Arrow Foot: A cylindrical foot which is tapered and separated from the leg by a turned ring.
Attached Back Pillow: A pillow treatment which cannot be removed from the upholstered piece.
Ball Foot: The rounded end of a turned leg which has a hooded effect.
Kiln Dried: Kiln drying reduces the moisture content of the lumber, a process which inhibits checking, splitting and strengthens the finished product.
Ladder Back: A chair back which has horizontal cross rails or slats that resemble a ladder.
Barrel Back: A chair or sofa with the arms and back forming a continuous curve.
Loose Pillow Back: A pillow treatment which can be removed from an upholstered piece.
Bow Back: A chair back formed by a bent piece of wood fitted with vertical spindles (as in a Windsor chair). The bow or hoop is continuous down to the arms or the seat.
Marlborough Legs: A heavy straight leg used by Chippendale and others.
Miter Joint: A joint made by fastening two pieces cut at an angle (usually 90 degrees).
Bun Foot: A flattened ball foot.
Mortise: A hole, groove or slot in wood into which a tenon or tongue fits to form a secure joint.
Button Tufted: Fabric covered buttons are sewn through the upholstery surface and tied down. The placement of buttons and the resulting folds produce geometric patterns.
Parsons Leg: A relatively long, fully upholstered leg.
Pediment: The usually triangular or rounded structure above the cornice often seen in tall case pieces.
Cabriole: A furniture leg that curves outward from the structure which it supports and then descends in a tapering reverse curve terminating in an ornamental foot. Often used in Queen Anne and Chippendale dining chairs.
Piping (fluting): Used on barrel back, fan back, kidney shaped and hollow backed upholstered pieces. Individual upholstered pockets (pipes) are stuffed separately to give a comfortable soft curve i the back.
Camel Back: Double curved back, shield shaped; characteristic Hepplewhite style.
Chaise Lounge: A type of sofa or daybed designed for reclining and resembling an elongated chair.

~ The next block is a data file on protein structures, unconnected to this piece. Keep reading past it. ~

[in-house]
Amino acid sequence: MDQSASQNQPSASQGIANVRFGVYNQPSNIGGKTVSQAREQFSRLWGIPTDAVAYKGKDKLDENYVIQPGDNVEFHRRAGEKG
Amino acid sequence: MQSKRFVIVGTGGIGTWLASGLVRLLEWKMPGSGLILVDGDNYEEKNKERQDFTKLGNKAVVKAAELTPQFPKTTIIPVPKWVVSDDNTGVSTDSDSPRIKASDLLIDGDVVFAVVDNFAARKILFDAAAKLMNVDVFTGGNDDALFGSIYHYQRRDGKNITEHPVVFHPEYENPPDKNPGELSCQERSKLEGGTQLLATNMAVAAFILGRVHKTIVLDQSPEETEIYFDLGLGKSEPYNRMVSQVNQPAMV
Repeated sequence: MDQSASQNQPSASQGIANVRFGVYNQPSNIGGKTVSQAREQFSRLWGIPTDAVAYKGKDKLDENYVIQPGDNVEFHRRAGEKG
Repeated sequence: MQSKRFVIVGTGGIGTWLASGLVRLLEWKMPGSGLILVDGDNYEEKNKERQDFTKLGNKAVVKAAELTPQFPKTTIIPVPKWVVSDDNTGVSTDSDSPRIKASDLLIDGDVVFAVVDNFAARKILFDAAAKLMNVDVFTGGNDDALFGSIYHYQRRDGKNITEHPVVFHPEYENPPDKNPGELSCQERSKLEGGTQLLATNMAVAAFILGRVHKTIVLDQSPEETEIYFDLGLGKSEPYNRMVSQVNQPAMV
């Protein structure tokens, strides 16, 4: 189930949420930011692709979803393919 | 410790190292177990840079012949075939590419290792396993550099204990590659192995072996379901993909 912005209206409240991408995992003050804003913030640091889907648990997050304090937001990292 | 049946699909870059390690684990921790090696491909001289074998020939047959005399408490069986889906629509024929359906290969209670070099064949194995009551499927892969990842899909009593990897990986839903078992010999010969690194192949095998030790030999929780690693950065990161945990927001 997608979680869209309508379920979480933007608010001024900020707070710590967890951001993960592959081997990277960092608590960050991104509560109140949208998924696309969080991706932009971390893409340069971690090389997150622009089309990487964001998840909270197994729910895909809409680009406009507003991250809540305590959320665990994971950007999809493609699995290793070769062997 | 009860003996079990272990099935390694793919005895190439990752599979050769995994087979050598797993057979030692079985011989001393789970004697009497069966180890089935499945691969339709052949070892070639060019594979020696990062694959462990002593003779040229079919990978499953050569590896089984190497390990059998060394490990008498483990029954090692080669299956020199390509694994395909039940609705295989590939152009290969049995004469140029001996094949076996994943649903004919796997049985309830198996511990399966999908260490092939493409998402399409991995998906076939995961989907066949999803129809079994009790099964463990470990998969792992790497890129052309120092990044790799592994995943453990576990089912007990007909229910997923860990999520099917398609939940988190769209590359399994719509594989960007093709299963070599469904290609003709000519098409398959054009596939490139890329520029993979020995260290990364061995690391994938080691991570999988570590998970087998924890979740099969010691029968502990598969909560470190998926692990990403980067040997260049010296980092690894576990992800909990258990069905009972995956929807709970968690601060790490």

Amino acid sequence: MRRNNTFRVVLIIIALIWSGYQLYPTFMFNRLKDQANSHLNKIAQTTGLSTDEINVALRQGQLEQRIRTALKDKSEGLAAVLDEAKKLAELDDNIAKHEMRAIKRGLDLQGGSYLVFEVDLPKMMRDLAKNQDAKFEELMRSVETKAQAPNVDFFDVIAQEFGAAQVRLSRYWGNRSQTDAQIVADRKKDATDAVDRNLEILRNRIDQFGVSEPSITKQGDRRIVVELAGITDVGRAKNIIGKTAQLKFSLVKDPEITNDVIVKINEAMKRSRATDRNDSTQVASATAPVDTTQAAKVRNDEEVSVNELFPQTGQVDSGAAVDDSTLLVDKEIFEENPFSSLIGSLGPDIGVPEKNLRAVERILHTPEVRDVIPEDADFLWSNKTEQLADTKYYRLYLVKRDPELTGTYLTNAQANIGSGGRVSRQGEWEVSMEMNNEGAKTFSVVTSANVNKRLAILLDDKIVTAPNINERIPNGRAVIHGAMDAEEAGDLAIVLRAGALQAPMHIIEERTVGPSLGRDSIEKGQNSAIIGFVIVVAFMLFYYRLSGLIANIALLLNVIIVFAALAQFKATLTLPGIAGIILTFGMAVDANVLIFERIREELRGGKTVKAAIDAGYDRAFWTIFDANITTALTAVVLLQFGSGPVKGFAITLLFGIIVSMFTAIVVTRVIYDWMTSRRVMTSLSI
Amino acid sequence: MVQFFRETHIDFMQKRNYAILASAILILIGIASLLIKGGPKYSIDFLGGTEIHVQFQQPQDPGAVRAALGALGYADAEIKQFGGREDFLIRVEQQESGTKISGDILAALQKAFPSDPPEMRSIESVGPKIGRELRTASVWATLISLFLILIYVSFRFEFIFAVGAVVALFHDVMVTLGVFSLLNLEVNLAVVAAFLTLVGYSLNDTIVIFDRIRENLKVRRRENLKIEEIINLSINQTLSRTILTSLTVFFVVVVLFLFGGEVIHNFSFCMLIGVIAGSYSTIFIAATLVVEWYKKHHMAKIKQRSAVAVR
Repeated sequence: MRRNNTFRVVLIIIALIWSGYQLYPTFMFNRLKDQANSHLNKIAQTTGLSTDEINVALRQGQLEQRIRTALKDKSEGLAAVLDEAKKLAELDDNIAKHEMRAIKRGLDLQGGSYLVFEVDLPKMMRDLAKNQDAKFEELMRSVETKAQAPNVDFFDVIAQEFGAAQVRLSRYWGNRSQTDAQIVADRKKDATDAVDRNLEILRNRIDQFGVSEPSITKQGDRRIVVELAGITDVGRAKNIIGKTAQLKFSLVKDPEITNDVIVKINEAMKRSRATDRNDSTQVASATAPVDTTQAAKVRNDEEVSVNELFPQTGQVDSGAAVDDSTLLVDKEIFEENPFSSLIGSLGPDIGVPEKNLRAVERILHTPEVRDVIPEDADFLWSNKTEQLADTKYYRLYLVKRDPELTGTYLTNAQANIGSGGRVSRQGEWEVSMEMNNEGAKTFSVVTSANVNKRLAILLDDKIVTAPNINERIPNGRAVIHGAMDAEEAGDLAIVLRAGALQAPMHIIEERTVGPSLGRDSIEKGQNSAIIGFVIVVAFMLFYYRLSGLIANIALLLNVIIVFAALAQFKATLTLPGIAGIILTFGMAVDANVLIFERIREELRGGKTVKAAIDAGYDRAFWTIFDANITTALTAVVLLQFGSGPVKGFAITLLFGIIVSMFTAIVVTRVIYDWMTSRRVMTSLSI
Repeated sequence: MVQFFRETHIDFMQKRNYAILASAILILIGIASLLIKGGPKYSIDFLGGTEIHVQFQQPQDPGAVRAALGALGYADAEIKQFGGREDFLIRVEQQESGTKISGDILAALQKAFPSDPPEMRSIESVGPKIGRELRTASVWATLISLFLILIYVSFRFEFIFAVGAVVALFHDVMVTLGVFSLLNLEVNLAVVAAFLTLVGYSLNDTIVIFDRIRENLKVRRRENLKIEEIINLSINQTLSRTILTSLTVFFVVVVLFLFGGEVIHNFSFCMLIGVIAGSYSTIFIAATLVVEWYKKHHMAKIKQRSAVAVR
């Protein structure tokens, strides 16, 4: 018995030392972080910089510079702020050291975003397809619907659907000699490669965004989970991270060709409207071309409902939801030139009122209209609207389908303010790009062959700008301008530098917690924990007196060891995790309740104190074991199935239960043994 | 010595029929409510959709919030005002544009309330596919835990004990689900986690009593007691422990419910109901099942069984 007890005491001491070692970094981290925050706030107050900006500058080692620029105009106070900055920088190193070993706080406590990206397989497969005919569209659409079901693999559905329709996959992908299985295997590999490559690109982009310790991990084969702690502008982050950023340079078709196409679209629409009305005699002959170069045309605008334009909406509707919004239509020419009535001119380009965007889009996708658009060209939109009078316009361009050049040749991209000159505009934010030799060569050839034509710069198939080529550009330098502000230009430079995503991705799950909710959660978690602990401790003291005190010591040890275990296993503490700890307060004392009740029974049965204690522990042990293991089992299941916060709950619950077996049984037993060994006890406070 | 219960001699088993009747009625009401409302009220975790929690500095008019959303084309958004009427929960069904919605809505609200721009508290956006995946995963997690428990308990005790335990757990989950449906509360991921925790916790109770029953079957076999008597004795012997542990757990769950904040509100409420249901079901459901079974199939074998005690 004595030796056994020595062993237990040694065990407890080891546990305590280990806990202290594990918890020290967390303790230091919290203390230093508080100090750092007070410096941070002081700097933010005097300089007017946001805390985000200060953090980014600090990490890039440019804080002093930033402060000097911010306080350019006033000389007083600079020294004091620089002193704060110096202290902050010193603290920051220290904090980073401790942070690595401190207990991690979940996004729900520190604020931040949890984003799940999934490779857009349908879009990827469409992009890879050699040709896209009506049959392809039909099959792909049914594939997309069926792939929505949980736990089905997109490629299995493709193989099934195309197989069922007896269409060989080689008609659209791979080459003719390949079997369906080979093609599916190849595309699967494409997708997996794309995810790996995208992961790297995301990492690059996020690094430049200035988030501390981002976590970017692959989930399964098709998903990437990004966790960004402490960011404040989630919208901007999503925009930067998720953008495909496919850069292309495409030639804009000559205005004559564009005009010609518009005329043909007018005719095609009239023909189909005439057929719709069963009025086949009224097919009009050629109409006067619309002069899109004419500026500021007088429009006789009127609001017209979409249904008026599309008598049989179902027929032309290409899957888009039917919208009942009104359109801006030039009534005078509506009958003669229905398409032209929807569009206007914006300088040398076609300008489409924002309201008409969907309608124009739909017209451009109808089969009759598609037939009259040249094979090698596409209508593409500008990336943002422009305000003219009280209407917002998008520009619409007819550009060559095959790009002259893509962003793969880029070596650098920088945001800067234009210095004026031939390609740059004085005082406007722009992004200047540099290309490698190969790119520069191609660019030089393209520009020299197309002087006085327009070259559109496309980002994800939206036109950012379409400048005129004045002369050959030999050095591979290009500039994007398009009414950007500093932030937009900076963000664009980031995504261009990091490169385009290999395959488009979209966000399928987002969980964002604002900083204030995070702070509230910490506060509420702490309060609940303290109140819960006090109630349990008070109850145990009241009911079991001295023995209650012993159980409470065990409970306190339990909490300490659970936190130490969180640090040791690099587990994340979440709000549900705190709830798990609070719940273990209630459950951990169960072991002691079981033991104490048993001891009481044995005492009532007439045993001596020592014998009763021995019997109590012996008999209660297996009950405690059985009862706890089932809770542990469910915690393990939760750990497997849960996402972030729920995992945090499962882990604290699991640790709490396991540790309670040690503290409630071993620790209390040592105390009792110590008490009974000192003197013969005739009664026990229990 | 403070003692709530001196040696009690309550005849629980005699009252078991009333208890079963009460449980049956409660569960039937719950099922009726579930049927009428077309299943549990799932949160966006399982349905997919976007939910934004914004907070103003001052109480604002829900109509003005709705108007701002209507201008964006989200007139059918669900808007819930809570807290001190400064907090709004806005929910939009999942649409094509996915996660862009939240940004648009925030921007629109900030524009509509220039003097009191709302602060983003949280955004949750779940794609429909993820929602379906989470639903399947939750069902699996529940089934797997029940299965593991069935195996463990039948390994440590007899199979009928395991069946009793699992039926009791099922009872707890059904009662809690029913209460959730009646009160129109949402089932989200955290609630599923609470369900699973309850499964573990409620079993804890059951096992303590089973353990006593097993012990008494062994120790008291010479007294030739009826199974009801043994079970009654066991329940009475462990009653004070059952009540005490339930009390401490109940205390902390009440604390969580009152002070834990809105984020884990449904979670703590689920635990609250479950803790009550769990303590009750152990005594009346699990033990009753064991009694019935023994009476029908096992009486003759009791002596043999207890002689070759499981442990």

Plinth Base: A squared base (sometimes other shapes) which sits on the floor and is usually recessed from the outermost outlines of the case piece.
Claw and Ball Foot: The terminal portion of a furniture leg (often cabriole) consisting of a carved animal or bird claw clutching a sphere.
Coil Springs: Wire coils used in quality upholstery to give a desired resiliency and firmness to the seat and back. These are often "tied" or incorporated in a "marshall unit".
Rolled Arms: Arms which flare out, then down and return to meet the sides of a chair or sofa - appearing to have been rolled.
Self Storing Leaves: Leaves that store within an extension table.
Slat Back: Often used in American colonial styled chairs. This treatment uses horizontal rails across the back and looks similar to a ladder back.
Comb Back: A Windsor chair having an extension of the back above the arm rail that consists of five or more spindles and a curved top rail that resembles a comb.
Sleigh Bed: The sleigh bed has a high, scrolled headboard and footboard resembling the front of a sleigh.
Dentil Molding: Ornamental cornice molding consisting of rectangular blocks spaced at regular intervals resembling teeth.
Diamond Tufting: A method of tufting buttons to create a diamond shaped pattern on the back of an upholstered piece.
Table Pad: Dining table pads are pads or covers that are used for protection of a dining table. On one side they are covered in felt so they don't scratch the table. On the other side, they're covered in a heat resistant vinyl. Table pads are made with seams to allow folding for easy storage when not in use. They can be ordered custom made to fit any style or shape of table and with a selection of colors.
Finger Joint: A joint made with interlocking finger-like projections in two boards.
Tapered Leg: A chair leg whose thickness is reduced as it approaches the bottom.
Finials: The curved cast, turned or stamped decorative piece that adorns the top of bed posts.
Hand Tied: Single coil springs that are attached to the webbing with links and then "hand tied" to each other and the frame with twine to achieve differing amounts of elasticity in the seat. Two, four and eight way hand ties are commonly used. The more ways the spring is tied, the harder the seat.
Veneer: A thin decorative layer of wood which is applied to underlying wood solids. Veneers are used to match and balance grain or to create inlay and banding effects.
Welting: Cord wrapped in fabric which is used to trim upholstery seams and places where the fabric meets exposed wood.
Hock Leg: A cabriole leg having a broken curve on the inner side of the knee.
Hoop Back: A chair back formed by a bent piece of wood fitted with vertical spindles. In Windsor chairs a bow back.
Inlay: Wood or other materials which are set into corresponding carved out recesses often producing a pattern.